Books in Print

independent Australian bookselling since 1988

18 Apr 2013

BiP eNews 18/04/2013




The Memory Trap by Andrea Goldsmith $29.99 pb
What do you do when your much-loved husband of twelve years drops a bombshell? Nina Jameson, a consultant on international memorial projects, decides to leave London and return home to Melbourne. She is looking forward to spending time with her sister Zoe, while starting on a new project. Instead she finds herself caught up in the conflict between Zoe and her husband Elliot, a biographer, and two childhood friends, Ramsay and his younger brother Sean. Are memories true recollections or do we all choose to remember selectively the good or the bad things in our past? Andrea Goldsmith is a wonderful Melbourne writer who brings her characters and her city to life, with great insight into the psychological impact that passion and artistry have on those we love.  A rich and compelling story of marriage, music, the illusions of love and the deceits of memory. I have always been a big fan of Andrea’s books and The Memory Trap does not disappoint.
- Review by Leonie

Indiscretion by Charles Dubow $24.99 pb
Harry and Maddie are the perfect couple who radiate a contented magnetism to all they meet. Claire is young, pretty and ruthless. She enters their orbit and eventually seduces Harry. The revelation of their torrid affair, when it comes, is devastating for Maddie. Told in ‘Great Gatsby’ style through the eyes of Maddie’s old friend Walter, Indiscretion is a confronting tale of love, trust and the brutality of betrayal.
- Review by Christine

Night of Triumph by Peter Bradshaw $29.99 pb
We are told that on the night of VE day the Princesses Elizabeth and Margaret were allowed out on to the streets of London to mingle with the rejoicing public. In Night of Triumph Peter Bradshaw draws on this revelation to embroider a highly unlikely tale of public hysteria, petty crime and royalty at large. It is an engaging spoof and lots of fun.
- Review by Christine

The Orphan Master’s Son by Adam Johnson $19.95 pb
Pak Jun Do knows he is special. He knows he must be the son of the master of the orphanage, not some kid dumped by his parents - it was obvious from the way his father singled him out for beatings. He knows he is special when he is picked as a spy and kidnapper for his country, the glorious Democratic Republic of North Korea. He knows he must find his true love, Sun Moon, the greatest opera star who ever lived, before it's too late. He knows he's not like the other prisoners in the camp. He's going to get out soon. Definitely.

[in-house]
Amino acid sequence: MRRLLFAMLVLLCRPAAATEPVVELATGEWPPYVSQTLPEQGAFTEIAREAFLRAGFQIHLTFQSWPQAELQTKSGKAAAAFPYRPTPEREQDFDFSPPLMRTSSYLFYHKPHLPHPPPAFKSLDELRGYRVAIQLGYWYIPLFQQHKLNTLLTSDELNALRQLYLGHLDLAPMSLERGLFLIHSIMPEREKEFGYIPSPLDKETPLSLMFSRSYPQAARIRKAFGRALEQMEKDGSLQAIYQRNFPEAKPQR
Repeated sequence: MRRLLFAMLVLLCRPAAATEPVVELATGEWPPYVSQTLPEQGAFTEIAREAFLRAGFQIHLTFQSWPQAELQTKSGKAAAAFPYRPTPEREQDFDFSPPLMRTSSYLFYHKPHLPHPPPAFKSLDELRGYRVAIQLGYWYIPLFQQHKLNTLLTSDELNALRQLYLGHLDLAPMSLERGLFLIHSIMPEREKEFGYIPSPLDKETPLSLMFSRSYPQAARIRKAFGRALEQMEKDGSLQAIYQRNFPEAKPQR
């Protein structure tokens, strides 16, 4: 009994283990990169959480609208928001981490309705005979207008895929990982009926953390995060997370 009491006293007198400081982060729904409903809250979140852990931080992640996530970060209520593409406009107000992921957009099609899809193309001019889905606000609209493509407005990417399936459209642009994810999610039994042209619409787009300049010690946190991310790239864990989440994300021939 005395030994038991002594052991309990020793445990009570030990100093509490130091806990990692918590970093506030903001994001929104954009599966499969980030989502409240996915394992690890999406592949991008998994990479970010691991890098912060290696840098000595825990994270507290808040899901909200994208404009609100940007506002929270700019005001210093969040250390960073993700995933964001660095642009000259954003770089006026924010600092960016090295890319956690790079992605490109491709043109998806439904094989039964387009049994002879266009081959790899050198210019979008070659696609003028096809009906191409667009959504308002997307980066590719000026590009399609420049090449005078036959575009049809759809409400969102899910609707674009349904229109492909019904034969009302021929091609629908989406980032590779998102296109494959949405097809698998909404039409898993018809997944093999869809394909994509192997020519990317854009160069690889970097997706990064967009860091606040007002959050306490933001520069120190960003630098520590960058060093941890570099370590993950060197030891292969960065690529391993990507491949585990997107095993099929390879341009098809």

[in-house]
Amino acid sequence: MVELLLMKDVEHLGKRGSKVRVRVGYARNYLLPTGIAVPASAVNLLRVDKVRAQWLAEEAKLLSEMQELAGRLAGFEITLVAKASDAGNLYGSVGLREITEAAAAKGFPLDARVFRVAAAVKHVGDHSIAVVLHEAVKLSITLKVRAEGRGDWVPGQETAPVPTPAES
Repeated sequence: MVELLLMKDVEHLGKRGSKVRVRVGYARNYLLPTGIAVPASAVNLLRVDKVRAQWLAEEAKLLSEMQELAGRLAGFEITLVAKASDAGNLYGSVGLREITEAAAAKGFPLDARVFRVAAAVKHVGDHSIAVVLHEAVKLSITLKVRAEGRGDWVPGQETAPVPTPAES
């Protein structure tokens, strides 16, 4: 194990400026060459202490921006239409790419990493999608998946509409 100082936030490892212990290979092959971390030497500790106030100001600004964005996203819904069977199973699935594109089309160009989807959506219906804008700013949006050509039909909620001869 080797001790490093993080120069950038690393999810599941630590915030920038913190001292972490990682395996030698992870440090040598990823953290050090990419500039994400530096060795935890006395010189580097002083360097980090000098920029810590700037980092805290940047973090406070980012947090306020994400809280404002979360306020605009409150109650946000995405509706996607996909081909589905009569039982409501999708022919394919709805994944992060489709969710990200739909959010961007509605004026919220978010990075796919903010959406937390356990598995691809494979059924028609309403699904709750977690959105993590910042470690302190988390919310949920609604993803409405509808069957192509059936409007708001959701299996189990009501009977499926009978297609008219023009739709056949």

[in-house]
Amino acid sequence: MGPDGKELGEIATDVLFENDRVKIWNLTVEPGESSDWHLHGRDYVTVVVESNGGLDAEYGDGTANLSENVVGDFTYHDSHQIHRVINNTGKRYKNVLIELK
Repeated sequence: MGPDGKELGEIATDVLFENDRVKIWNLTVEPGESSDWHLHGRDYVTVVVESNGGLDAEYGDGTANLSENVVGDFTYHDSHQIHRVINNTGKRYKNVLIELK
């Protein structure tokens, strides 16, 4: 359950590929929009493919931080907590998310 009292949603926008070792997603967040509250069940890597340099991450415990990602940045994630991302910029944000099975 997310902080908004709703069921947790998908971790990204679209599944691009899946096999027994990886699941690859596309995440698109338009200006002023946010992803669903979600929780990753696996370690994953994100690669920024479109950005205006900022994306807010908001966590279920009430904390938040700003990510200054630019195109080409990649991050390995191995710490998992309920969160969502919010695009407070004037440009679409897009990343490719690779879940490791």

- The 2013 Pulitzer Prize for Fiction citation: Awarded to ‘The Orphan Master's Son’ by Adam Johnson, an exquisitely crafted novel that carries the reader on an adventuresome journey into the depths of totalitarian North Korea and into the most intimate spaces of the human heart.

Ashenden by Elizabeth Wilhide $19.99 pb
Now in paperback, Ashenden was a great success when first published in 2012. It is a charming saga of our architectural heritage and of the connections we have with those who have gone before. Elizabeth Wilhide knows old houses well and with a touch of ‘Downton Abbey’ about it Ashenden comes to life beautifully.
- Review by Christine.

11 Apr 2013

Burial Rites by Hannah Kent - Extract


** BIP Staff review by Sue:
Here’s something a little different for all you Scandinavian crime nuts! No, we’re not uncovering bodies in the permafrost, although murder has been committed. Based on a true story, Hannah Kent’s novel brings to life the last days of Agnes Magnusdottir, a condemned murderess. Set in northern Iceland in 1829, the drama of this tale lay in the lead-up to Agnes’ execution.  She is incarcerated with the family of the District Officer and as time passes doubts arise as to her role in the crime.’


PROLOGUE
They said I must die. They said that I stole the breath from men, and now they must steal mine. I imagine, then, that we are all candle flames, greasy-bright, fluttering in the darkness and the howl of the wind, and in the stillness of the room I hear footsteps, awful coming footsteps, coming to blow me out and send my life up away from me in a grey wreath of smoke. I will vanish into the air and the night. They will blow us all out, one by one, until it is only their own light by which they see themselves. Where will I be then?

Sometimes I think I see it again, the farm, burning in the dark. Sometimes I can feel the ache of winter in my lungs, and I think I see the flames mirrored in the ocean, the water so strange, so flickered with light. There was a moment during that night when i looked back. I looked back to watch the fire, and if I lick my skin I can still taste the salt. The smoke.

It wasn’t always so cold.

I hear footsteps.

Burial Rites by Hannah Kent - Book Trailer




Hannah Kent was born in Adelaide in 1985. As a teenager she travelled to Iceland on a Rotary Exchange, where she first heard the story of Agnes Magnusdottir. Hannah is the co-founder and deputy editor of Australian literary journal Kill Your Darlings, and is completing her PhD at Flinders University. In 2011 she won the inaugural Writing Australia Unpublished Manuscript Award. Burial Rites is her first novel.